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At least 40 people were killed in the Syrian capital Damascus on Friday, in two suicide bombings that state-run media blamed on terrorists with links to Al Qaeda.
Two suicide bombings in Damascus are reported to have killed at least 40 people Friday. According to Syria's state media, Al Qaeda terrorists were to blame.
Twin car bombs were set off outside two buildings used by security and intelligence services, SANA news agency reported, both said to be in the capital's south-west Kfar Sousa district.
More than 40 people were killed and over 100 injured, an unnamed military official told the Associated Press.
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Some military personnel were killed, but the majority of victims were civilians, SANA said. Its report was accompanied by graphic photos of corpses and body parts.
"Preliminary investigations indicated that that the criminal attack carries the blueprints of Al Qaeda," the agency reported.
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Activists have called for nationwide protests against the mission to take place after Friday prayers, under the slogan "Protocol of death, a license to kill," Al Jazeera reported. The organizers accuse President Bashar al-Assad's government of trying to stop the League involving the UN Security Council by agreeing to allow in monitors while continuing to crack down on protesters.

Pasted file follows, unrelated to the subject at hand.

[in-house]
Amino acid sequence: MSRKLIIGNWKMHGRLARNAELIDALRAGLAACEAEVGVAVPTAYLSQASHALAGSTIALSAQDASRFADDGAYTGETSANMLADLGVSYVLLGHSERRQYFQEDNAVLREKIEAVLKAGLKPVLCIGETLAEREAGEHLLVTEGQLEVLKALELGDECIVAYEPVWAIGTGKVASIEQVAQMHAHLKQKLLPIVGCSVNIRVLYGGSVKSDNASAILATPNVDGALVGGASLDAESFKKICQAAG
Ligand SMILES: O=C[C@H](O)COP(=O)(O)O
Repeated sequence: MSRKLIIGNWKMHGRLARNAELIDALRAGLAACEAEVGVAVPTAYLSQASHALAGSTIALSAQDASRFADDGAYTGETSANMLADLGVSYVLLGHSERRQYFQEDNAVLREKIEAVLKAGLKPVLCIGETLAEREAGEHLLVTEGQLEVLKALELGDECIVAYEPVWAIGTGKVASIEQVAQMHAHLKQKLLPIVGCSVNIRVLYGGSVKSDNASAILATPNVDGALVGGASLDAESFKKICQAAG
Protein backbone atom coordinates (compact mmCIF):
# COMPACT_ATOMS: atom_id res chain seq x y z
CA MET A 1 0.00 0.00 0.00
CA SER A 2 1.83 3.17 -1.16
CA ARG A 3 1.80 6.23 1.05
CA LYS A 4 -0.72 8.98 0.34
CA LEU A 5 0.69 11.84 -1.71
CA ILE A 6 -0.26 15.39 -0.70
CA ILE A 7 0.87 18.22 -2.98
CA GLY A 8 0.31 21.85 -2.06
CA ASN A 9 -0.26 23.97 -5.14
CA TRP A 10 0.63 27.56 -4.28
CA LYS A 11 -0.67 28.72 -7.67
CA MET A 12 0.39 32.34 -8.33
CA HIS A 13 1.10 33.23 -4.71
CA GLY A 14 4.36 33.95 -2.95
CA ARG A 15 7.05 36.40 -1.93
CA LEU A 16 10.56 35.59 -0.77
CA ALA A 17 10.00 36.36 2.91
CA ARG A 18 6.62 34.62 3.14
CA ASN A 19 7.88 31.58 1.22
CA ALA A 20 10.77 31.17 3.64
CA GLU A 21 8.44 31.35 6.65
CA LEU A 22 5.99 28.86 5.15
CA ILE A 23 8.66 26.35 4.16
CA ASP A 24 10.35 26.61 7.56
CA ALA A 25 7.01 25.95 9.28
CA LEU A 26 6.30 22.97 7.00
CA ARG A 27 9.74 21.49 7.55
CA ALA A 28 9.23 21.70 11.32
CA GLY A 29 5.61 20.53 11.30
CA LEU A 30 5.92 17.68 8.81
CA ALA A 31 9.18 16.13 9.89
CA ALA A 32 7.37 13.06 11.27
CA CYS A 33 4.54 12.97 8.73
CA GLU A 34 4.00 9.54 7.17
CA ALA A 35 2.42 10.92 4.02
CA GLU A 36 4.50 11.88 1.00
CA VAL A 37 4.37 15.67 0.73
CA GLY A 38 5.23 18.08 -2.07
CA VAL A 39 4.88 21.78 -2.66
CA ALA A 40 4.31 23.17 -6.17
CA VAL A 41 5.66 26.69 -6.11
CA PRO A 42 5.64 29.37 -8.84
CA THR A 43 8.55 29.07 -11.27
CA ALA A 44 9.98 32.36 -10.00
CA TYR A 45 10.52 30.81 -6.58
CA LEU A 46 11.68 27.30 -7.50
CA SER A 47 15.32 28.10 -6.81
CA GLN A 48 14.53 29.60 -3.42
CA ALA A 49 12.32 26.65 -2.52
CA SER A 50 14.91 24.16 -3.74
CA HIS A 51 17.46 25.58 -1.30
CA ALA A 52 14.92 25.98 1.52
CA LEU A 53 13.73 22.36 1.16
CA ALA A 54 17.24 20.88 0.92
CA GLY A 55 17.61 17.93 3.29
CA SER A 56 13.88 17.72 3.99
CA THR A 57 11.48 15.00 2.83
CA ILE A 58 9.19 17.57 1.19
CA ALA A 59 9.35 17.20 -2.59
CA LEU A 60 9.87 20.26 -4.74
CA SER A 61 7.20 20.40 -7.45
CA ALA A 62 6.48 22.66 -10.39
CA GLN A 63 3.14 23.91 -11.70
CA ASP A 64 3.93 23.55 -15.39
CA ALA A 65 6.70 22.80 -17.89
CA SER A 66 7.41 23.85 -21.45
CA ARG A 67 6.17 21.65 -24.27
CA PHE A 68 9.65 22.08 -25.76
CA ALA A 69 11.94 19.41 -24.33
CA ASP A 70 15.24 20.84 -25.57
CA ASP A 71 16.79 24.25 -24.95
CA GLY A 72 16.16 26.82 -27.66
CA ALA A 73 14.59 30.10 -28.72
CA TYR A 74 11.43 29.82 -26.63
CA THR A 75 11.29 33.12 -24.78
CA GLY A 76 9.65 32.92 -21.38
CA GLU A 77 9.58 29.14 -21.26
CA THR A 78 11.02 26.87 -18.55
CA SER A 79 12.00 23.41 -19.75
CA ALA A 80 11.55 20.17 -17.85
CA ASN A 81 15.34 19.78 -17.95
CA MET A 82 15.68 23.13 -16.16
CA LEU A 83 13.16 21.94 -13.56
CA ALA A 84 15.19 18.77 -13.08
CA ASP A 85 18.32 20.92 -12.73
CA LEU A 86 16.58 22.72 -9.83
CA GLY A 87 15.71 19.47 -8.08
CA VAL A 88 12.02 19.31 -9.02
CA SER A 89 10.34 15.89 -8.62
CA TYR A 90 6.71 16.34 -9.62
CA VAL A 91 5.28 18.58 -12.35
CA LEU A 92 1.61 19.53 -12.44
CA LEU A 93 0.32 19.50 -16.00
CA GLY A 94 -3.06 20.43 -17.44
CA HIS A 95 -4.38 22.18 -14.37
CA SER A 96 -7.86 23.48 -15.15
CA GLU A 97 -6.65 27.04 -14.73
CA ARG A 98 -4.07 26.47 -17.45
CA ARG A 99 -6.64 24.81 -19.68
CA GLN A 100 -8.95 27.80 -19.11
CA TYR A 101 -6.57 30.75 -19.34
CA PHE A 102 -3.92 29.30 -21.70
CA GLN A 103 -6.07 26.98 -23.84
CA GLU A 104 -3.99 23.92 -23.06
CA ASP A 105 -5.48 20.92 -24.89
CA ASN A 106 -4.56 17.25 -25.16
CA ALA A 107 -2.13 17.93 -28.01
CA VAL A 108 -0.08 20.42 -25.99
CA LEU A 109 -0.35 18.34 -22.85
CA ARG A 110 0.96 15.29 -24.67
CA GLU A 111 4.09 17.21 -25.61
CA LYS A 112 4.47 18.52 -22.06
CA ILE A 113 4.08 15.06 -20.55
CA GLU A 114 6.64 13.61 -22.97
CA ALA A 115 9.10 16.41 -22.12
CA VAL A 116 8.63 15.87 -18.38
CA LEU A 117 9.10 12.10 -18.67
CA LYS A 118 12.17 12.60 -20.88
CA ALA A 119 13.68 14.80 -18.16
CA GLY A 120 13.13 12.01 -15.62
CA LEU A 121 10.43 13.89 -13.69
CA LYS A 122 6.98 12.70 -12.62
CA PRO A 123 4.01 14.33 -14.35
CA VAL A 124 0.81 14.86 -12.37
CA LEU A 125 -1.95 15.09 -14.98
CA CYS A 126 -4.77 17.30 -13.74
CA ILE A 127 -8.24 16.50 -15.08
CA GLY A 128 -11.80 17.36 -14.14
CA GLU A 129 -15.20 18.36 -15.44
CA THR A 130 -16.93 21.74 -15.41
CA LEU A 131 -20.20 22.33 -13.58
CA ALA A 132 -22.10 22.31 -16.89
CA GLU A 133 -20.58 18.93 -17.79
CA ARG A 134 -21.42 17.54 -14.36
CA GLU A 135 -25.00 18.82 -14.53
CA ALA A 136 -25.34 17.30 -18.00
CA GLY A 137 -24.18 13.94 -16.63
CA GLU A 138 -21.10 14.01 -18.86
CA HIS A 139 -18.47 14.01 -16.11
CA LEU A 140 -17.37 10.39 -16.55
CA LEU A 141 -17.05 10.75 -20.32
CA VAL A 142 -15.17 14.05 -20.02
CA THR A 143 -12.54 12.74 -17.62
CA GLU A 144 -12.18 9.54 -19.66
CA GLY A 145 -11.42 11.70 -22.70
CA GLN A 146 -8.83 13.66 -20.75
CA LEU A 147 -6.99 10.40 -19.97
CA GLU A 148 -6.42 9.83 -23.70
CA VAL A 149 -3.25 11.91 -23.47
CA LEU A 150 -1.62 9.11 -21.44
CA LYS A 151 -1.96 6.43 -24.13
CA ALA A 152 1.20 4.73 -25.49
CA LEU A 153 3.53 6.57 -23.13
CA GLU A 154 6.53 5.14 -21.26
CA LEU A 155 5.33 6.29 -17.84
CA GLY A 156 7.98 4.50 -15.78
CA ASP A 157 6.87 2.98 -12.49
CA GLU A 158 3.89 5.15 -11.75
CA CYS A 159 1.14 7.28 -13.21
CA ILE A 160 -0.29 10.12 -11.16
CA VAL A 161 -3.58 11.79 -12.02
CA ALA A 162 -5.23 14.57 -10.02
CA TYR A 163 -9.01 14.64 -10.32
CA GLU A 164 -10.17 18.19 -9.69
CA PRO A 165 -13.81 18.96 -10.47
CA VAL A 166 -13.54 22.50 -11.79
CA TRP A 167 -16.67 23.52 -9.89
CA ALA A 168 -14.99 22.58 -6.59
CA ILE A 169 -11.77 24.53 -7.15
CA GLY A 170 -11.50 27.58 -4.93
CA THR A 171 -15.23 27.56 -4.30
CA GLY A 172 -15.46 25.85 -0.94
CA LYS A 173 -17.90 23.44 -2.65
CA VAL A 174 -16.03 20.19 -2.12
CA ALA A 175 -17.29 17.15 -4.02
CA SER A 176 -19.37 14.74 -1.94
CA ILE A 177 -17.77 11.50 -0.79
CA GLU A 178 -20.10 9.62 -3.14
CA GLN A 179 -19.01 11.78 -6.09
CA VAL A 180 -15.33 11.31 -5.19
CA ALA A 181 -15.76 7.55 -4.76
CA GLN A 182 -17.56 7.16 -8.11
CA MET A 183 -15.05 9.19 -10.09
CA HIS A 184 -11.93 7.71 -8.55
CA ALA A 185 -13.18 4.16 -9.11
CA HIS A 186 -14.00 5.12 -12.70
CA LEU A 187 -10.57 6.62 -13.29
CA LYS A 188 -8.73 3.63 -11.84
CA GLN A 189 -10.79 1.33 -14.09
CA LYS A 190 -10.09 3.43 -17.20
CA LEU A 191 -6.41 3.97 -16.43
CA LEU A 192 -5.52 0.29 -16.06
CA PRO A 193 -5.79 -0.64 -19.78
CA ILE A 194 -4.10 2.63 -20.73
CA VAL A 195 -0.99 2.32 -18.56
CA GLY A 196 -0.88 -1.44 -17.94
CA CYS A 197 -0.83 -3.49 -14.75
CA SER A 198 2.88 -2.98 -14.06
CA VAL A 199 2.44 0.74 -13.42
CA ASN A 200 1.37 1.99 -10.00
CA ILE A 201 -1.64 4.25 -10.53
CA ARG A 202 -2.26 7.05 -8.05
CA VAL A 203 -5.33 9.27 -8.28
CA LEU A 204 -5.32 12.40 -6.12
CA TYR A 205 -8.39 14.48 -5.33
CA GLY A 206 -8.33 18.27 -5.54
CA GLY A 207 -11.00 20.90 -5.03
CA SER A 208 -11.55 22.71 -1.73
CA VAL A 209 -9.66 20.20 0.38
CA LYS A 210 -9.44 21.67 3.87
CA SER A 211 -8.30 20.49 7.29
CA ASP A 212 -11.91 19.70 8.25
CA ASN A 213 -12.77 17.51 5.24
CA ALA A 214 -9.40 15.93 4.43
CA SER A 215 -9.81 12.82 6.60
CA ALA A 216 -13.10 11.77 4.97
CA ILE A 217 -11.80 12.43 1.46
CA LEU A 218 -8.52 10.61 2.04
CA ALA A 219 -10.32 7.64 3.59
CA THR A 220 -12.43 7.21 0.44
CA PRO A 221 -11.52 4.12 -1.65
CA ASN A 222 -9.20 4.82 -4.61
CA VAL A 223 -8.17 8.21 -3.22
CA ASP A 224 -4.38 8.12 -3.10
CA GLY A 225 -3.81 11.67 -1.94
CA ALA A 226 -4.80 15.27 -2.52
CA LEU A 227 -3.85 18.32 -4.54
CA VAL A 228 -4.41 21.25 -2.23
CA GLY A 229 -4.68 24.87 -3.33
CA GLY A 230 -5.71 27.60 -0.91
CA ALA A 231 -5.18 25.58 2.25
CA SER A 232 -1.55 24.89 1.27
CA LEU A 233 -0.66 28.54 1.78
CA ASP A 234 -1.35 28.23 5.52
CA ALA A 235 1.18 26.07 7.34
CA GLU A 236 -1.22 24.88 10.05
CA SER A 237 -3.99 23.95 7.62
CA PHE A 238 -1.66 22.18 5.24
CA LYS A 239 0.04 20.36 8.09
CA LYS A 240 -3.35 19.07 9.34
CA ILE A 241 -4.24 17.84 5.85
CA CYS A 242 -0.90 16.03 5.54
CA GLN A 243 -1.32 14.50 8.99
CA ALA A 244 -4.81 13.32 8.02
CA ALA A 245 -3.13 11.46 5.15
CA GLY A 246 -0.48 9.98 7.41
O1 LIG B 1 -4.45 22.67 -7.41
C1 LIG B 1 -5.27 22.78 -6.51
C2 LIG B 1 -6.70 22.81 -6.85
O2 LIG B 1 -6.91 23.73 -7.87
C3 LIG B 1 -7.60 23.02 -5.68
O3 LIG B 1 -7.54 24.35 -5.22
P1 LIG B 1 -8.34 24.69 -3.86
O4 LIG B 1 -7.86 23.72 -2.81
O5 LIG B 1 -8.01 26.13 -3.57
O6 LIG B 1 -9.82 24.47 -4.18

When the Syrian Foreign Ministry agreed to the observer mission, it expressed confidence that the team would find evidence to support the government's claims that armed terrorist gangs—not state security forces—were responsible for much of the violence.
Deputy Foreign Minister Faysal Mekdad visited the scene of Friday's bombings, the AP reported, where he repeated the official version of events:
"We said it from the beginning, this is terrorism. They are killing the army and civilians."
Accompanying Mekdad, the head of the Arab League's advance observer team, Sameer Seif al-Yazal, stressed that he and his colleagues were in Syria to "see the facts on the ground."
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